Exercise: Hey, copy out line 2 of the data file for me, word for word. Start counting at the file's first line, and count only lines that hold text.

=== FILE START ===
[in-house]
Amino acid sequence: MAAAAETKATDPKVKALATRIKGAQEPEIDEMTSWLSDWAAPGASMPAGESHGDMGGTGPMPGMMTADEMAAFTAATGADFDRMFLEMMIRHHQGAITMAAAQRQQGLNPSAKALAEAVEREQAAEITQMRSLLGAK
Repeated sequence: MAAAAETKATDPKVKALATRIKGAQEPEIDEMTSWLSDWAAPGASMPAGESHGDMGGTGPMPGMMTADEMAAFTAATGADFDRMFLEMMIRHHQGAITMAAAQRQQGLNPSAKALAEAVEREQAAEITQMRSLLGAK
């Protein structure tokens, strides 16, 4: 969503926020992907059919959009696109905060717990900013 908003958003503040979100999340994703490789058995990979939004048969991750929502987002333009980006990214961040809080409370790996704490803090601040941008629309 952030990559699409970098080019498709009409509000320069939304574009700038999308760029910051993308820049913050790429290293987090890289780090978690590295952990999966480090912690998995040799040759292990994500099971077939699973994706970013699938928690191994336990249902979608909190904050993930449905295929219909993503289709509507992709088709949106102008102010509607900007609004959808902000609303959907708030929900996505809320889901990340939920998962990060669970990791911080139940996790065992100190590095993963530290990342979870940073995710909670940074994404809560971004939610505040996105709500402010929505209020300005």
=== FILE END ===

Amino acid sequence: MAAAAETKATDPKVKALATRIKGAQEPEIDEMTSWLSDWAAPGASMPAGESHGDMGGTGPMPGMMTADEMAAFTAATGADFDRMFLEMMIRHHQGAITMAAAQRQQGLNPSAKALAEAVEREQAAEITQMRSLLGAK